• Deadblow Hammer

  • Shovels-(flat and pointed)

  • String line & stakes

  • Levels:

  • Line level

  • torpedo(1ft or less)

  • 3ft or 4ft

  • 6ft

  • 8ft (optional)

  • Compactor - can be rented

  • Excavator- can be rented

  • Concrete saw- cutting blocks

  • Hammer & chisel

  • Sledgehammer

  • Pickaxe

  • Caulk gun- for adhesive to glue capstones

Gravel Selection

Choosing the right gravel will make all the difference in the quality and longevity of your retaining wall.

2 types of base gravel are used for retaining walls, one is gravel ranging in size from 1 inch to dust (411’s, crushed limestone, etc.) the other type being clean gravel: ranging from 1 inch to 1/4th inch gravel (no dust, 57’s, clean limestone). For years crushed limestone or a similar alternative was the standard for base material. It compacts like concrete and has proved itself for years. A newer, popular, and backed by industry leaders is using clean gravel with no dust. Better suited for the climate with freeze and thaw cycles, it doesn’t absorb water like crushed material. Thus it doesn’t shift nearly as much as crushed material that is essentially constantly moving. With clean gravel like 57’s, it is highly recommended to use a geotextile(filter fabric). This product keeps gravel from mixing with native materials and allows water to drain through.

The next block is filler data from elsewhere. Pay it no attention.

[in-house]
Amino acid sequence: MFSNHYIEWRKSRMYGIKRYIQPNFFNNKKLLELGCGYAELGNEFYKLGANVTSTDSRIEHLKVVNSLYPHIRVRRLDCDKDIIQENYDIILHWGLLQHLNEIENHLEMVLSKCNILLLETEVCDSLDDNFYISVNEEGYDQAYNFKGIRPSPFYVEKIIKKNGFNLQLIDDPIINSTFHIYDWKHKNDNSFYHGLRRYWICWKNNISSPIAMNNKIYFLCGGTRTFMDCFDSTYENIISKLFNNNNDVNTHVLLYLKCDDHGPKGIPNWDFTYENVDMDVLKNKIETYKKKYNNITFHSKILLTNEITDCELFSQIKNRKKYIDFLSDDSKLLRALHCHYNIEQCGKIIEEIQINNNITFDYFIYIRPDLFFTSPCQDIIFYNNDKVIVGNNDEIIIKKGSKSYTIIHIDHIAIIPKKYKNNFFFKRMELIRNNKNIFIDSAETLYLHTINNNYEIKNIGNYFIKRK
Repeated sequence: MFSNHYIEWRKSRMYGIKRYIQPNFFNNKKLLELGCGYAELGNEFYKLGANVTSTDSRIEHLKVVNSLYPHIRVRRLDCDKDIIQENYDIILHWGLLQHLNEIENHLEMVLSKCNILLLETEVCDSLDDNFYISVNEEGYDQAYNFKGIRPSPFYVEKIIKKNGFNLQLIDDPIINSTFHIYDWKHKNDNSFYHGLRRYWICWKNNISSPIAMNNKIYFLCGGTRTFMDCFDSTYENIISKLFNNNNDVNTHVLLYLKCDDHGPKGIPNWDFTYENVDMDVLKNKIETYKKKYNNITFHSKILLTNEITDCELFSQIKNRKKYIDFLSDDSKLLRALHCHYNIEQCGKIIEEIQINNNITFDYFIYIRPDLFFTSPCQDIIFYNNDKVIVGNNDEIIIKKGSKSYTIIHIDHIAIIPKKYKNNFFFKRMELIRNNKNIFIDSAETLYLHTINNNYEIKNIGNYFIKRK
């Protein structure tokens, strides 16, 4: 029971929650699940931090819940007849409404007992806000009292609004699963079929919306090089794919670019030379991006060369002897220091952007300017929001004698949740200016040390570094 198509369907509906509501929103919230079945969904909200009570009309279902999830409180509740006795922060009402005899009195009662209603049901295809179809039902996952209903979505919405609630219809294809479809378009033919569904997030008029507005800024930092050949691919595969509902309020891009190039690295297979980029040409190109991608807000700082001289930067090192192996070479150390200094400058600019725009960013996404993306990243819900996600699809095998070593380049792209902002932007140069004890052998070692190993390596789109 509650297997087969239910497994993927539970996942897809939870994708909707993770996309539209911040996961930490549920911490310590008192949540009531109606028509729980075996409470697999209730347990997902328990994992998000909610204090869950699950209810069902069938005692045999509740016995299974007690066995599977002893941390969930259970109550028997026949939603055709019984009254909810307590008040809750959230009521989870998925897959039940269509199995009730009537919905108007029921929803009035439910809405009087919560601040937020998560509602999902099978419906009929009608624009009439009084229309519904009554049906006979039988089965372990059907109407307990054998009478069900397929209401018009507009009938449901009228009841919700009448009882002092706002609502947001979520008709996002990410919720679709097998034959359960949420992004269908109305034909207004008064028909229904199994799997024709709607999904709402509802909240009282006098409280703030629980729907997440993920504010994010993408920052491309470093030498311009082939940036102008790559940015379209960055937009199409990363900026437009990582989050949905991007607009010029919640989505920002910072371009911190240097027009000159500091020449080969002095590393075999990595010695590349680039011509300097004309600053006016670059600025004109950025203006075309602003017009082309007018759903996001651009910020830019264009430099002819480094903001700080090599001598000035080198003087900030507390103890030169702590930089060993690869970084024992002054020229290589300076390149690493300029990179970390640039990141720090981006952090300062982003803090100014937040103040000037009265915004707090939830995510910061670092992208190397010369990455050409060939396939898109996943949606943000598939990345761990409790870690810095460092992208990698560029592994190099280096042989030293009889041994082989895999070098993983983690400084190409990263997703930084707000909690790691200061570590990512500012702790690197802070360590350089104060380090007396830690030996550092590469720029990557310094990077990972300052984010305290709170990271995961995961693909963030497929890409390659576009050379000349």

Base Preparation

Arguably the most crucial part of your retaining wall construction project. Without a good base, your retaining wall is destined to fail (it could last for few years or more but will likely fail in the future). Good base preparation involves compacting the native soil as well as the base gravel to the proper density. Often contractors fall short at this point of installation. A common belief is a plate compactor is satisfactory for compacting but unfortunately, it is not so. Not having the proper compacting equipment will lead to a poor base (and ultimately wall failure).

  1. Excavate footer - footer depth can be figured by taking ½ the height of the retaining wall block plus 6 inches. At a minimum, you want half of your retaining wall buried beneath soil grade

  2. following painted guides

  3. Be careful to not excavate too much past desired depth

  4. Install gravel in 2 to 3-inch layers and compact, making a minimum of 3 passes with your compactor

  5. Larger compactors may be able to compact 6 inches of material or more at a time- see your compactors manual for suggestions

  6. Footer Drain- should be covered in cloth fabric to prevent sediment from entering

  7. Typically the footer drain is daylighted at one end (or both) of the wall and should extend 10 ft past the wall at a minimum

  8. In certain instances, face drains will need to be used.

Base Course

Now you have your base prepared and your block is on site. Now let’s start building the base course.

  1. Starting at your lowest point in the Retaining Wall lay your first block

  2. Every block in the base course needs to be level from left to right and front to back, as well as level to each other

  3. For straight walls, it is recommended to use a string line to keep the retaining wall straight

  4. Curved walls are more o